Im Focus: Making lightweight construction suitable for series production

More and more automobile companies are focusing on body parts made of carbon fiber reinforced plastics (CFRP). However, manufacturing and repair costs must be further reduced in order to make CFRP more economical in use. Together with the Volkswagen AG and five other partners in the project HolQueSt 3D, the Laser Zentrum Hannover e.V. (LZH) has developed laser processes for the automatic trimming, drilling and repair of three-dimensional components.

Automated manufacturing processes are the basis for ultimately establishing the series production of CFRP components. In the project HolQueSt 3D, the LZH has...

Im Focus: Wonder material? Novel nanotube structure strengthens thin films for flexible electronics

Reflecting the structure of composites found in nature and the ancient world, researchers at the University of Illinois at Urbana-Champaign have synthesized thin carbon nanotube (CNT) textiles that exhibit both high electrical conductivity and a level of toughness that is about fifty times higher than copper films, currently used in electronics.

"The structural robustness of thin metal films has significant importance for the reliable operation of smart skin and flexible electronics including...

Im Focus: Deep inside Galaxy M87

The nearby, giant radio galaxy M87 hosts a supermassive black hole (BH) and is well-known for its bright jet dominating the spectrum over ten orders of magnitude in frequency. Due to its proximity, jet prominence, and the large black hole mass, M87 is the best laboratory for investigating the formation, acceleration, and collimation of relativistic jets. A research team led by Silke Britzen from the Max Planck Institute for Radio Astronomy in Bonn, Germany, has found strong indication for turbulent processes connecting the accretion disk and the jet of that galaxy providing insights into the longstanding problem of the origin of astrophysical jets.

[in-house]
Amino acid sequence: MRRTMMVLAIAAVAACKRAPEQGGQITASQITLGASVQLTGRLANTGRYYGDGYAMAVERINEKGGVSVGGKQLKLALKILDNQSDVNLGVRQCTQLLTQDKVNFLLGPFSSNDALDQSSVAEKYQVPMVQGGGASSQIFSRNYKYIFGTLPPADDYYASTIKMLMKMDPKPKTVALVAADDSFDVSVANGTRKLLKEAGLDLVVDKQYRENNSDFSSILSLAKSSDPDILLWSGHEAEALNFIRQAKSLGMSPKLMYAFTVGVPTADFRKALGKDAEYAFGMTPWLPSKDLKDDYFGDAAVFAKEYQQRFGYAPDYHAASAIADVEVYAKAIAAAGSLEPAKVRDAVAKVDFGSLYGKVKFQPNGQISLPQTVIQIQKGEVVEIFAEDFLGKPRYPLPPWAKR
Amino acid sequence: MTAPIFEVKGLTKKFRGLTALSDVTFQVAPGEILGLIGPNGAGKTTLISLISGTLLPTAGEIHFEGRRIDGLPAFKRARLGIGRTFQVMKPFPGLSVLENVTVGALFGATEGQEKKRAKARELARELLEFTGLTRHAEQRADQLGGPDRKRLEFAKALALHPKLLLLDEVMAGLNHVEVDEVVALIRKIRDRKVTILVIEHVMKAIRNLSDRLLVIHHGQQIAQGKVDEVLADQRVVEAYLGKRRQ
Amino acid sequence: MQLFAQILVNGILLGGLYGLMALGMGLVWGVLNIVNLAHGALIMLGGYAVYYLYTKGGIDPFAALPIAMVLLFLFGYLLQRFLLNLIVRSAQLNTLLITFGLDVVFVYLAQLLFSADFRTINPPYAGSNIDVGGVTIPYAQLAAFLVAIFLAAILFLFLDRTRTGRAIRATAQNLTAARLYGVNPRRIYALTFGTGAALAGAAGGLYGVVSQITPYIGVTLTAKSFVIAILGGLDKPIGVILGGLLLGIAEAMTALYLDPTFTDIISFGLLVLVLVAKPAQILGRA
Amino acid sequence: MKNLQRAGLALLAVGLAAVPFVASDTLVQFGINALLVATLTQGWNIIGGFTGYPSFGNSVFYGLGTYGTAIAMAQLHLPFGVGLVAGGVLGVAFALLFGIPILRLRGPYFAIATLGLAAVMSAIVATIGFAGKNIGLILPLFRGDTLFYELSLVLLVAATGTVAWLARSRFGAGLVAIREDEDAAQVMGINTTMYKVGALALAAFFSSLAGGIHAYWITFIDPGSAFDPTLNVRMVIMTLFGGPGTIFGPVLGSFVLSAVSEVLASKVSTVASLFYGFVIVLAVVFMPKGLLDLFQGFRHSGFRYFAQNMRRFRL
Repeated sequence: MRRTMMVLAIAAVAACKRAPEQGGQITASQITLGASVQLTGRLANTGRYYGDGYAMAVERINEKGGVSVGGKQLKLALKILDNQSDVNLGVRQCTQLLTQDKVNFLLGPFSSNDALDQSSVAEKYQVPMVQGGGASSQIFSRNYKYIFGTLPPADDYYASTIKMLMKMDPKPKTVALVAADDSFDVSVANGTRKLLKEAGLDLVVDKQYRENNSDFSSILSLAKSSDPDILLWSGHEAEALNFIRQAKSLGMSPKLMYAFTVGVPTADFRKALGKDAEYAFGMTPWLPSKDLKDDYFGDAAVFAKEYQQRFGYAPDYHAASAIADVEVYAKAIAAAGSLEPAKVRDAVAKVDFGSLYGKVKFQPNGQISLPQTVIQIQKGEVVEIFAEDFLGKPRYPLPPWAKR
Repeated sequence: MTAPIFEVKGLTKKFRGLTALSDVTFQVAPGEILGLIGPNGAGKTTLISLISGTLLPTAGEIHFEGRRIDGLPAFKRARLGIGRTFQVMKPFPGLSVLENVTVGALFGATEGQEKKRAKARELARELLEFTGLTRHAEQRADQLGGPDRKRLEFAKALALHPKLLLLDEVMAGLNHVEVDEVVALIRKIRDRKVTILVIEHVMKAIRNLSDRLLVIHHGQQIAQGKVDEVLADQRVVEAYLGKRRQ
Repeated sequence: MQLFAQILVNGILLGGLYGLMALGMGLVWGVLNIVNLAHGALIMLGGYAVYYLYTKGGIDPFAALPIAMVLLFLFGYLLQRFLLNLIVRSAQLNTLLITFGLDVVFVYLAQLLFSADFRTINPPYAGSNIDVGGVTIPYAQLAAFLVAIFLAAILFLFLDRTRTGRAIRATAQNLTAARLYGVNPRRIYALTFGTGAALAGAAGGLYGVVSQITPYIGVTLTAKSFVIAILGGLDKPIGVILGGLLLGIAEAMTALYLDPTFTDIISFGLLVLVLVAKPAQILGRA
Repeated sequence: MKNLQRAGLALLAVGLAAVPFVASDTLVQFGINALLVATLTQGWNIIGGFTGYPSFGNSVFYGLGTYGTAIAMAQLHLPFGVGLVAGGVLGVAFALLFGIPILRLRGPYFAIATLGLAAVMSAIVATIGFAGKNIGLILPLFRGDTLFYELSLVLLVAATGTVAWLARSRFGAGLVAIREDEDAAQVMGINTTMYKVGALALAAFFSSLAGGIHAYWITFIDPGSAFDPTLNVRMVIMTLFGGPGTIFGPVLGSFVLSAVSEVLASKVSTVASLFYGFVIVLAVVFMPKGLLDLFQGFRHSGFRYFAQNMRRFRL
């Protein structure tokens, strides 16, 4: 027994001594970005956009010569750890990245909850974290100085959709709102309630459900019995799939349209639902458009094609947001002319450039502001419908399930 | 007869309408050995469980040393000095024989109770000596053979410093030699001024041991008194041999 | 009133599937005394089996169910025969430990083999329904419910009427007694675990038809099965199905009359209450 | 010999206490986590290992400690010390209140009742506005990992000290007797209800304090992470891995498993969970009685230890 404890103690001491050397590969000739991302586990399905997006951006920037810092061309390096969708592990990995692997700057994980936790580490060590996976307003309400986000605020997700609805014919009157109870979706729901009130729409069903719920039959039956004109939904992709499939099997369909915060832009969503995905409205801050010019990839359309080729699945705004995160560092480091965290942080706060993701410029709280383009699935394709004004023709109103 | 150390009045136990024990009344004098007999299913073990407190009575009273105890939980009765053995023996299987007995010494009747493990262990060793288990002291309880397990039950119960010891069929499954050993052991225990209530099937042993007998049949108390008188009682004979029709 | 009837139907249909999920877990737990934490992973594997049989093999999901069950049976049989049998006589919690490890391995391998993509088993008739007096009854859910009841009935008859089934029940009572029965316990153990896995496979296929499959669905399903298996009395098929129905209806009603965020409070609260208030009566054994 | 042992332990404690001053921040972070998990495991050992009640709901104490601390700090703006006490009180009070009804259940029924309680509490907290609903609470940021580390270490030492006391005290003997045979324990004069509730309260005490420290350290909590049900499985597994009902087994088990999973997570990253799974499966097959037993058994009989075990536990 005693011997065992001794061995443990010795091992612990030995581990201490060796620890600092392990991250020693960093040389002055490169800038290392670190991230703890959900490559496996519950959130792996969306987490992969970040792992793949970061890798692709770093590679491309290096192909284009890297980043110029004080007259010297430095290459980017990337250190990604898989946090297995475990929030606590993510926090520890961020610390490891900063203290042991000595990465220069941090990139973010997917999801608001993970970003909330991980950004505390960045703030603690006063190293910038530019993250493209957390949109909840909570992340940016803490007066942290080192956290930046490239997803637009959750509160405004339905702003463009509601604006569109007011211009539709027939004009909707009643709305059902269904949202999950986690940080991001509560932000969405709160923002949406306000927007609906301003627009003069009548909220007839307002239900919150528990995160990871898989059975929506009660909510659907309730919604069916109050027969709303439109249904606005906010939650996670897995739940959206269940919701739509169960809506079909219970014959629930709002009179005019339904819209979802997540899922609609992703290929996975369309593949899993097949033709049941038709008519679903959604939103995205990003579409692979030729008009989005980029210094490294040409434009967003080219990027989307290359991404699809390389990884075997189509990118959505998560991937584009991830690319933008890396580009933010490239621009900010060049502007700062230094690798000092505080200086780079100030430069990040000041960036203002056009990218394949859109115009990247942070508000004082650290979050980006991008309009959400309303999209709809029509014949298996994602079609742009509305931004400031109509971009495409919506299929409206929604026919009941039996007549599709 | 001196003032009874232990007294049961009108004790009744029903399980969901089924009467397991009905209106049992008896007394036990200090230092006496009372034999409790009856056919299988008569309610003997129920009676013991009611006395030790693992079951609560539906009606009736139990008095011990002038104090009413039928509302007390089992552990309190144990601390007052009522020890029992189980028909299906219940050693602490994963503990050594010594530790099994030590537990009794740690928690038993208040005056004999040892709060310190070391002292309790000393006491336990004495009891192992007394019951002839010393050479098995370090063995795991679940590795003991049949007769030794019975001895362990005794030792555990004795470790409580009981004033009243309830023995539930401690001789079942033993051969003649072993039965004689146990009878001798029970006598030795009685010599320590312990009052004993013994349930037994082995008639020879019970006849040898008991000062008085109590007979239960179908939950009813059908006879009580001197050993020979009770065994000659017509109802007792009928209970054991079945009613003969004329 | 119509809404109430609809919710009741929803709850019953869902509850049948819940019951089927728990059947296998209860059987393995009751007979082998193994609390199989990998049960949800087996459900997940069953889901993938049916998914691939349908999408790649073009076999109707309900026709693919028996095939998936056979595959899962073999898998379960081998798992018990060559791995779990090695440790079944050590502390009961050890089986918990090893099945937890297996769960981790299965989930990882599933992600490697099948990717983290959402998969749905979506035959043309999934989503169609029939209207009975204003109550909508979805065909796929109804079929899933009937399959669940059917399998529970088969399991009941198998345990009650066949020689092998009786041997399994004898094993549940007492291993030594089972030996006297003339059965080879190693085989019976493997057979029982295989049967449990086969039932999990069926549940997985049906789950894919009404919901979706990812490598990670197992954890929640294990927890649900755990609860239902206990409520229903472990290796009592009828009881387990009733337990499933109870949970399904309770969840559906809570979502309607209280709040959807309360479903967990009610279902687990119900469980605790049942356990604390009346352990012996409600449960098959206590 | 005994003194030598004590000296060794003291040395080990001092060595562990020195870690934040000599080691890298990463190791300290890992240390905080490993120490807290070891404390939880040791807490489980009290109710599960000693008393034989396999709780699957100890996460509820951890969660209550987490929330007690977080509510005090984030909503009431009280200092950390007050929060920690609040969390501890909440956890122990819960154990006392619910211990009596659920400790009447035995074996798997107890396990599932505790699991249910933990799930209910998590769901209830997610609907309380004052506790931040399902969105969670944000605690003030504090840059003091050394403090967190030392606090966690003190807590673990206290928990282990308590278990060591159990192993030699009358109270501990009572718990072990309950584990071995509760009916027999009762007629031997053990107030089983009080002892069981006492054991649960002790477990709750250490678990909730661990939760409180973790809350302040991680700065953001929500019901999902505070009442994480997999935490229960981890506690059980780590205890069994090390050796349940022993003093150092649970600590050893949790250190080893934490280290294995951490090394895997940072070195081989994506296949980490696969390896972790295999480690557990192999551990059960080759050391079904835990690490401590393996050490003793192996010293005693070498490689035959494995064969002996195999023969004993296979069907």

Supermassive black holes form some of the most enigmatic phenomena in astrophysics. Their enormous energy output is supposed to be generated by the...

Im Focus: A Quantum Low Pass for Photons

Physicists in Garching observe novel quantum effect that limits the number of emitted photons.

The probability to find a certain number of photons inside a laser pulse usually corresponds to a classical distribution of independent events, the so-called...

Im Focus: Microprocessors based on a layer of just three atoms

Microprocessors based on atomically thin materials hold the promise of the evolution of traditional processors as well as new applications in the field of flexible electronics. Now, a TU Wien research team led by Thomas Müller has made a breakthrough in this field as part of an ongoing research project.

Two-dimensional materials, or 2D materials for short, are extremely versatile, although – or often more precisely because – they are made up of just one or a...

All Focus news of the innovation-report >>>

Anzeige

Anzeige

Event News

Expert meeting “Health Business Connect” will connect international medical technology companies

20.04.2017 | Event News

Wenn der Computer das Gehirn austrickst

18.04.2017 | Event News

7th International Conference on Crystalline Silicon Photovoltaics in Freiburg on April 3-5, 2017

03.04.2017 | Event News

 
Latest News

Scientist invents way to trigger artificial photosynthesis to clean air

26.04.2017 | Materials Sciences

Ammonium nitrogen input increases the synthesis of anticarcinogenic compounds in broccoli

26.04.2017 | Agricultural and Forestry Science

SwRI-led team discovers lull in Mars' giant impact history

26.04.2017 | Physics and Astronomy

VideoLinks
B2B-VideoLinks
More VideoLinks >>>